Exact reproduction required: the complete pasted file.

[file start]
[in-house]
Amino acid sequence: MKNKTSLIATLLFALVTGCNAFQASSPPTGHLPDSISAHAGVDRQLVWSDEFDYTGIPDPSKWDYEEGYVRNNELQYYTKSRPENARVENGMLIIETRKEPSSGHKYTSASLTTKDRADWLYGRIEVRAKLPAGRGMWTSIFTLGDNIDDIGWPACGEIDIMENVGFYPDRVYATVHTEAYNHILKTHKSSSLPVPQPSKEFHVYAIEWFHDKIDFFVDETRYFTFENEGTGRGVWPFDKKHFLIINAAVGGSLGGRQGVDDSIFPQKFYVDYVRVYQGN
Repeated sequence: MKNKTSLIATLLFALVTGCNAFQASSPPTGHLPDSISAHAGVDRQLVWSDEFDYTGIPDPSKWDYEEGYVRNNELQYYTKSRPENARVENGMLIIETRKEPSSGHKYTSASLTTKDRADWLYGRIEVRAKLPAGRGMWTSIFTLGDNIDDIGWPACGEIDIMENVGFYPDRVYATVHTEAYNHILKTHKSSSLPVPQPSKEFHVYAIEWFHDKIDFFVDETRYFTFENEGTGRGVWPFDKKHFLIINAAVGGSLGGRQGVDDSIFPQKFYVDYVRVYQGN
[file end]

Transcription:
[in-house]
Amino acid sequence: MKNKTSLIATLLFALVTGCNAFQASSPPTGHLPDSISAHAGVDRQLVWSDEFDYTGIPDPSKWDYEEGYVRNNELQYYTKSRPENARVENGMLIIETRKEPSSGHKYTSASLTTKDRADWLYGRIEVRAKLPAGRGMWTSIFTLGDNIDDIGWPACGEIDIMENVGFYPDRVYATVHTEAYNHILKTHKSSSLPVPQPSKEFHVYAIEWFHDKIDFFVDETRYFTFENEGTGRGVWPFDKKHFLIINAAVGGSLGGRQGVDDSIFPQKFYVDYVRVYQGN
Repeated sequence: MKNKTSLIATLLFALVTGCNAFQASSPPTGHLPDSISAHAGVDRQLVWSDEFDYTGIPDPSKWDYEEGYVRNNELQYYTKSRPENARVENGMLIIETRKEPSSGHKYTSASLTTKDRADWLYGRIEVRAKLPAGRGMWTSIFTLGDNIDDIGWPACGEIDIMENVGFYPDRVYATVHTEAYNHILKTHKSSSLPVPQPSKEFHVYAIEWFHDKIDFFVDETRYFTFENEGTGRGVWPFDKKHFLIINAAVGGSLGGRQGVDDSIFPQKFYVDYVRVYQGN